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Potato Psyllids shown to survive harsh Idaho winter, heightening zebra chip concerns

 Potato Psyllid
March 15, 2013
It appears that potato psyllids, the tiny winged insects that can spread zebra chip disease in potato fields, will overwinter in Boise, Idaho, this season, despite the city experiencing one of its coldest Januaries on record.

Zebra chip, which creates bands in tuber flesh that darken when fried, first arrived in the Pacific Northwest in 2011.

It's caused by the Liberibacter bacterium, which can be harbored by aphid-like potato psyllids that tend to migrate to the region from the south during summer.

Andy Jensen, regional research director for the Idaho, Washington and Oregon potato commissions, found overwintering psyllids in Boise last season, but speculated a mild winter may have aided in their survival.

According to the National Weather Service, Boise started this year with the 10th coldest January since the 1860s, when weather records were first kept. For the month, the average temperature was 19.6 degrees F (-6.9 Celcius) , 11.7 degrees F below normal.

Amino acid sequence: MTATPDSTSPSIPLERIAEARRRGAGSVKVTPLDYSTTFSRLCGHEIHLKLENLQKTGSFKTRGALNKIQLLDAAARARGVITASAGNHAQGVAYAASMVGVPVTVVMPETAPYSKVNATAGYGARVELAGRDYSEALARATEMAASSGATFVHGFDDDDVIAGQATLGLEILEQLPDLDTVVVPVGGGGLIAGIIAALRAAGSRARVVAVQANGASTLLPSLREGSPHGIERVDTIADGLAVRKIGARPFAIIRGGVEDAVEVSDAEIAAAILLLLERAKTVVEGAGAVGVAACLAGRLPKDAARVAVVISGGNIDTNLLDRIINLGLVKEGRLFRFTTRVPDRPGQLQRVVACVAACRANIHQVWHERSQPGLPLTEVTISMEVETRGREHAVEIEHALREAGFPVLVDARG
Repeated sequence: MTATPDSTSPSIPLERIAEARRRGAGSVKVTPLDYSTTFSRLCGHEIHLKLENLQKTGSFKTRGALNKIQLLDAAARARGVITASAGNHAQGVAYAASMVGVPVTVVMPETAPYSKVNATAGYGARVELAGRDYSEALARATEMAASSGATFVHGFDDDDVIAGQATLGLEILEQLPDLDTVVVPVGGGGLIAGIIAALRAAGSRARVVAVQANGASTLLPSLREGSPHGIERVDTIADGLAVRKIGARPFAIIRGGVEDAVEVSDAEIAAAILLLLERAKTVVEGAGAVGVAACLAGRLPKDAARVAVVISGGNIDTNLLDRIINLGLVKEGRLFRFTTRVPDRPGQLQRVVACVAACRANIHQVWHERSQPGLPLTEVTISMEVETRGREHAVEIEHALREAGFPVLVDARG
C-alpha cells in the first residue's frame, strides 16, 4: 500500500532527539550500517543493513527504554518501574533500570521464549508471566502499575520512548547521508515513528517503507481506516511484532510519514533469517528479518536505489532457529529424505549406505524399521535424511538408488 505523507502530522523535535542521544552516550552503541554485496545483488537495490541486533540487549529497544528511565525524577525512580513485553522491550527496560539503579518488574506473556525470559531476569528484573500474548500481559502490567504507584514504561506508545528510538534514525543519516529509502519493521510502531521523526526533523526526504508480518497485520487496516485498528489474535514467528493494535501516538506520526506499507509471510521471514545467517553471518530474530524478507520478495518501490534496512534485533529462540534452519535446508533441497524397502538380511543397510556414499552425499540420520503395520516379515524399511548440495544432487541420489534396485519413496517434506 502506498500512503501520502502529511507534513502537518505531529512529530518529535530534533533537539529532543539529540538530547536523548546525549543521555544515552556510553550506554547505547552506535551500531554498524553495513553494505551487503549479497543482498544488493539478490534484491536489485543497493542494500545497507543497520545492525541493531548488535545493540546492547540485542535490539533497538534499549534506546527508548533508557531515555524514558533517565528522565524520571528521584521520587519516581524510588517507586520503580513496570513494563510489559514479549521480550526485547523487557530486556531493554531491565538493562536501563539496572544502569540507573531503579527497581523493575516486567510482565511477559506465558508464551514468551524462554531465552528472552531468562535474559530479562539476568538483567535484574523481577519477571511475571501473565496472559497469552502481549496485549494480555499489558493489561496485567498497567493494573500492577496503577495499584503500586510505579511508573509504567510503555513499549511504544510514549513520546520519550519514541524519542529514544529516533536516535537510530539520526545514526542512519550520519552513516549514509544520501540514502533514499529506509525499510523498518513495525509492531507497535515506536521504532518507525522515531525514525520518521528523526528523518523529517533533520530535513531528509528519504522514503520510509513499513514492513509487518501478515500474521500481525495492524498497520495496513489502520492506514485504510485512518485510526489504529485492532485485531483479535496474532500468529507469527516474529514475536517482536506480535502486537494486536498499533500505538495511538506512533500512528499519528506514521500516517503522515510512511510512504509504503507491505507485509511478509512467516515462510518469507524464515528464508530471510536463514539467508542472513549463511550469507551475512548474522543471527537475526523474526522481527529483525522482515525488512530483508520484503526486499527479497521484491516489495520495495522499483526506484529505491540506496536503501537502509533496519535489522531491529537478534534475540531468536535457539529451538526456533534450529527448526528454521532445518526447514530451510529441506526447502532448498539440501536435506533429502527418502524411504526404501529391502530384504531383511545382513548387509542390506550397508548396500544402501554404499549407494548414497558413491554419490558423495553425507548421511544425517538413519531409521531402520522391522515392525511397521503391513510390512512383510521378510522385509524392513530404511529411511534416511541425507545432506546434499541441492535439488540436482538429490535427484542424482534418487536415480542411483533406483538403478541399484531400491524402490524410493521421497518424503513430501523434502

Nonetheless, Jensen, an entomologist, had little trouble finding living psyllids when he searched the Boise area in early February, and again this month.

Companies in this Article
The mission of the Washington State Potato Commission is to serve the potato growers of Washington State by facilitating the awareness and value of Washington state potatoes.
The Oregon Potato Commission represents the potato Industry in Oregon.
The Idaho Potato Commission is a state agency with many responsibilities, including the promotion of Idaho Potatoes.
The mission of University of Idaho Extension is to improve the lives of Idahoans by providing research-based education and information that help our citizens solve problems. The University of Idaho Extension is involved in a range of activities related to the potato crop.